|TRAFICANT, James A., Jr.,|
Washington, D.C. – U.S. Rep. James A. Traficant, Jr. (D–OH) announced last night that he will vote against all four articles of impeachment against the President of the United States. Traficant issued the following statement:
I once said that an America with two legal standards, is an
America with no legal standards. I still believe that. And
I further believe that the House needs to take appropriate action today.
I do not question the motives of any member today. Both parties agree,
to a greater or lesser extent, that the President broke the law.
Any prudent person in this body can justify an indictment on charges listed in the committee report. But no prudent person would apply the death penalty to an act of perjury over a consensual sexual affair. And make no mistake, impeachment is tantamount to political capital punishment. Our duty today is to further justice. True justice is not found in fancy books. True justice evolves to fit the need. If the founders wanted a simple legal disposition, they would have had impeach- ment handled by the Supreme Court. The founders chose a political disposition. They knew that judges appointed to lifetime terms could take the constitution and mold it like clay in their hands. The founders also knew that those same judges are not accountable to the voters.
So here we are. And we're not at a joint meeting of Kiwanis and Rotary. Did the president commit perjury? It appears so. Does the punishment of impeachment fit the crime in this case? No. The American people aren't dumb. After four years of intense investigation the independent counsel came up with nothing on Whitewater, nothing on Filegate, nothing on Travelgate, nothing on Chinagate and nothing on the Vincent Foster files.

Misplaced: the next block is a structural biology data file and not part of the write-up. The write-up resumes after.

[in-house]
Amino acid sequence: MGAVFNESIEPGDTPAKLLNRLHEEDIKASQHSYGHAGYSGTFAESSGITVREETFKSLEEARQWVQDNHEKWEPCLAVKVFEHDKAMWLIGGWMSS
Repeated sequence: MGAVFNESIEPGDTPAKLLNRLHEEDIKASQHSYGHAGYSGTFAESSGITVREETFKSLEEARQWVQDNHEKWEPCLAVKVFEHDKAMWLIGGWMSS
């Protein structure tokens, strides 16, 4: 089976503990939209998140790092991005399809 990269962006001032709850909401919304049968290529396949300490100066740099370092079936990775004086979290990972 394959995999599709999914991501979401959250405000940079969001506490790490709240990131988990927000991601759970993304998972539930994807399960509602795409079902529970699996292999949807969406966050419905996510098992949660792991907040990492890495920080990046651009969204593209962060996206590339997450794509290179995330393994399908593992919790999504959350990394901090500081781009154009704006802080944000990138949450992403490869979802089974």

Judge Starr's case is essentially, what did the President touch, when did he touch it, and was he alone when he touched it? I don't mean to make light of this. Punishment is in order -- not impeachment. The arguments over censure are ludicrous. Some say the Constitution does not permit censure. I say the Constitution does not prohibit censure. The founders ensured that a political resolution can be achieved. Thus, the House should censure the President. And upon the conclusion of his term, the President should be subject to prosecution.
The bottom line is that "high crimes and misdemeanors" is the standard today. And I submit, an impeachable offense is one that threatens liberty -- not chastity.2009